Genetic Diversity

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Introduction

Various plants and animals inhabit an ecosystem. This variety in the various life forms living in an ecosystem is called biodiversity. Furthermore, biodiversity has different levels, that are - species diversity, genetic diversity, and ecosystem diversity. The genetic make-up of every individual is different. And this is determined by the genes or heredity. Genes evolve over a period depending upon the environmental conditions and help individuals and communities survive the stressful conditions and reproduce to keep the species going. Thus, genetic diversity is a means by which population adapts to changing environments.

We will study more about genetic diversity and its aspects in this chapter.


What is Genetic Diversity?

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Genetic diversity indicates a greater number of genetically different individuals within the same species. It is the way by which a population of organisms survive the changing environments. More genetic variation suggests a greater number of individuals with a variety of alleles that help sustain the organisms in the changing environment. These individuals most often produce offspring with the same alleles. In a generation when such genetically evolved individuals succeed to survive, they also let the continuation of their species.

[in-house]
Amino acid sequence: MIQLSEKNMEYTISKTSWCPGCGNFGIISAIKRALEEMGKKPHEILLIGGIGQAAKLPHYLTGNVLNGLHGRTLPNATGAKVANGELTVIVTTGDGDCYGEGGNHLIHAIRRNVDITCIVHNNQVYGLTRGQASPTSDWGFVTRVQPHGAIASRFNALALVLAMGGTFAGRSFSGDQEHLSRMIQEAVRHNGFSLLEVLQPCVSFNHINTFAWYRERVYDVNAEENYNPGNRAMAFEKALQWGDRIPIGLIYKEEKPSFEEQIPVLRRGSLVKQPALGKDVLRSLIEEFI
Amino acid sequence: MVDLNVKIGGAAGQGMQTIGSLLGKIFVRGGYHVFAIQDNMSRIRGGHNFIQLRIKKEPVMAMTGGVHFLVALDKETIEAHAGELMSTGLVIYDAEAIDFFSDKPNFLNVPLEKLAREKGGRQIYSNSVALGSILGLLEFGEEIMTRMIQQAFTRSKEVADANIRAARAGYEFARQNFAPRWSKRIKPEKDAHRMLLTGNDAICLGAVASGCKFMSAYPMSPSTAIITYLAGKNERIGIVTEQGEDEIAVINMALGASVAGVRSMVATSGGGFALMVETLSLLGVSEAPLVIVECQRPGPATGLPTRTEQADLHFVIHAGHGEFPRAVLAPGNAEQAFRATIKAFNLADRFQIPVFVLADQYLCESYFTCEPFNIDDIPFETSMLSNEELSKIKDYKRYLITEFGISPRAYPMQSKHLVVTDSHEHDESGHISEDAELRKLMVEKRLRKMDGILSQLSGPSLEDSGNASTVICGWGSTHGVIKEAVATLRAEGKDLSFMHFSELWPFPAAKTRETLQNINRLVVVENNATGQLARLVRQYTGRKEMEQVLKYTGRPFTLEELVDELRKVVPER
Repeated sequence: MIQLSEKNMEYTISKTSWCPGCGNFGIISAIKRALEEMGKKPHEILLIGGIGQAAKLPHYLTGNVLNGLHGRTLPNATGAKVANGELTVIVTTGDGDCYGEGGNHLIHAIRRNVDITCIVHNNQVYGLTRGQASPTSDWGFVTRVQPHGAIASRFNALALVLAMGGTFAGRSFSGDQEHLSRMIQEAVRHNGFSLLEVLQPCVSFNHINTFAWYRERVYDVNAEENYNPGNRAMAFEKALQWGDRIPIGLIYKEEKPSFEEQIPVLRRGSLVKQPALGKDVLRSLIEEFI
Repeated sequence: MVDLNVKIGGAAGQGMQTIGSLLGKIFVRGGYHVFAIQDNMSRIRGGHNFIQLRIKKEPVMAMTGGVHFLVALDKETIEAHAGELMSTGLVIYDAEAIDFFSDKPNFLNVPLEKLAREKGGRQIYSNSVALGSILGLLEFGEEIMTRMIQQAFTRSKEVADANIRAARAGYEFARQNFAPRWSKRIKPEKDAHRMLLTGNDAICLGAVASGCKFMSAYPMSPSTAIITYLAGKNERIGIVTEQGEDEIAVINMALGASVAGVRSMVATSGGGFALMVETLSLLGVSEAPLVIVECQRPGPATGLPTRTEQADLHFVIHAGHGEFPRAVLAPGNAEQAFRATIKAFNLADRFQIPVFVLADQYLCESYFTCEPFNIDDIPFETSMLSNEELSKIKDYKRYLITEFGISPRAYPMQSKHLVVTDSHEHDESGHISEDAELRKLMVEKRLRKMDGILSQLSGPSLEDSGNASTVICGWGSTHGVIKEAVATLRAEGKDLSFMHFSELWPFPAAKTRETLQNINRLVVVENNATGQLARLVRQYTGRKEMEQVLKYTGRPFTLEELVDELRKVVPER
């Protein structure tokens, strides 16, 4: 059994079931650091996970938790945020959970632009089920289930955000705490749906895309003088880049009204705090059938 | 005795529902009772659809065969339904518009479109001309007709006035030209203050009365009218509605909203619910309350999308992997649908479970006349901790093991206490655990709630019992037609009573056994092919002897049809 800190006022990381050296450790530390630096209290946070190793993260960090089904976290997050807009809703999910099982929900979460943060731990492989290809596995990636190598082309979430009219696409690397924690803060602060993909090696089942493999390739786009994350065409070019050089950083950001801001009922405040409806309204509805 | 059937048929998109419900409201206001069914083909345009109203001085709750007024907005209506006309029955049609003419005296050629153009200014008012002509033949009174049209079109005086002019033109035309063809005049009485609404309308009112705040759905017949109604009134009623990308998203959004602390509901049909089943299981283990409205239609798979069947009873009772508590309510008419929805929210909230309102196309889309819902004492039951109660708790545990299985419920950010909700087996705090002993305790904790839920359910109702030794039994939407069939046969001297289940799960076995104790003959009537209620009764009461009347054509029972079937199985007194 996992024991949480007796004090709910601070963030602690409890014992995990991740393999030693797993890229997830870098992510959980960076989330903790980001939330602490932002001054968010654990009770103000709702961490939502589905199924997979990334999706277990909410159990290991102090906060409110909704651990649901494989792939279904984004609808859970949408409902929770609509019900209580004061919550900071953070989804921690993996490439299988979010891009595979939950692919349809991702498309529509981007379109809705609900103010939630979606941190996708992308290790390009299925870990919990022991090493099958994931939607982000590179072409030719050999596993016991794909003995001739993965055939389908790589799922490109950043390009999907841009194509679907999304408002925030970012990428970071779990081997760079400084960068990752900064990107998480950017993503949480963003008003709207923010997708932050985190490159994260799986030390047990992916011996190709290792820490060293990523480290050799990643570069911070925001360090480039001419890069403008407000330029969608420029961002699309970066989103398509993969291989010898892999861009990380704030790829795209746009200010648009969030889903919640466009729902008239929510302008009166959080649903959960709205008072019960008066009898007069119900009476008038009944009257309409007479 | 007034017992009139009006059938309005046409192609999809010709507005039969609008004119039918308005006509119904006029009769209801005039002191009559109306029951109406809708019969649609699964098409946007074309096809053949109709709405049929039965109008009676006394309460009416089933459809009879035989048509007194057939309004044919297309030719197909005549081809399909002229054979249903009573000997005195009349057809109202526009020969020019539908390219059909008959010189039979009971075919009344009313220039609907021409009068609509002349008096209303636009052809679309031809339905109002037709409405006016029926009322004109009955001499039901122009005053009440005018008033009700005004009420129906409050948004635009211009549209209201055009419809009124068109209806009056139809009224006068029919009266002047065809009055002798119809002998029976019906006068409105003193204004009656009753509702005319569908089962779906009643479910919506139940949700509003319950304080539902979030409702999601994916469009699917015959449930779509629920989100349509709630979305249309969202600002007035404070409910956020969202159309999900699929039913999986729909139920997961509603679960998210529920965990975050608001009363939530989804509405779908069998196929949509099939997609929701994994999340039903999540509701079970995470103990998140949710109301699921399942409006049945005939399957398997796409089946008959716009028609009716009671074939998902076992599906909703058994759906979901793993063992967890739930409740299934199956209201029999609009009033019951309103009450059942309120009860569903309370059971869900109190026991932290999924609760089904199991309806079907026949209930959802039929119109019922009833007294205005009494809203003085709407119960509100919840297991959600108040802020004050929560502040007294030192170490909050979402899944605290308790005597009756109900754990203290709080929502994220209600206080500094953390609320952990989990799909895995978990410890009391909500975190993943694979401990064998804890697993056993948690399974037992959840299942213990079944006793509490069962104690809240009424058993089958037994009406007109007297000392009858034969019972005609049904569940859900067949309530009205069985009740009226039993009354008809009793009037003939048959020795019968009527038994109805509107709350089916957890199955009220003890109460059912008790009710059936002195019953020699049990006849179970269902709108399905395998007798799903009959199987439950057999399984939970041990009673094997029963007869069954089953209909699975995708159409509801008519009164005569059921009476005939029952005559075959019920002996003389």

Some Attributes of Genetic Diversity:

  • It occurs as a result of gene recombination in the process of inheritance.

  • Genetic diversity changes with space and time.

  • One of the key aspects of genetic diversity in sexual reproduction because it produces unique offspring by a combination of parental genes.

  • Gene mutation, genetic drift, gene flow also lead to genetic diversity.

Significance of Genetic Diversity

Genetic diversity helps individuals of the species adapt to stressful environmental conditions. It gives the individuals the capacity and physical attributes to adapt to unfavourable environmental conditions, resistance to diseases, and so on.


Our environment goes through a series of changes because of human interventions and natural factors. The species have to adjust to this change to survive. Naturally, it gives rise to natural selection and goes by the theory of survival of the fittest. Which means, the individuals susceptible to the changing environment will perish and the ones with the capability to adapt will survive it. So genetic diversity produces a variety of individuals that can survive and continue the species.


It helps maintain different varieties of genes and healthy population with individuals resistant to a variety of stress like diseases, pests or other conditions.


It enables farmers to grow new varieties of plants by cross-breeding genetically different variants. This produces plants that have desirable traits like disease-resistant plants or plants that can withstand climatic stress. It also includes a plant that can survive with very less amount of water and so on.

Undesirable inherited traits can be avoided by making use of genetic diversity.


Genetic diversity ensures the continuity of species and that all the individuals of the species do not perish.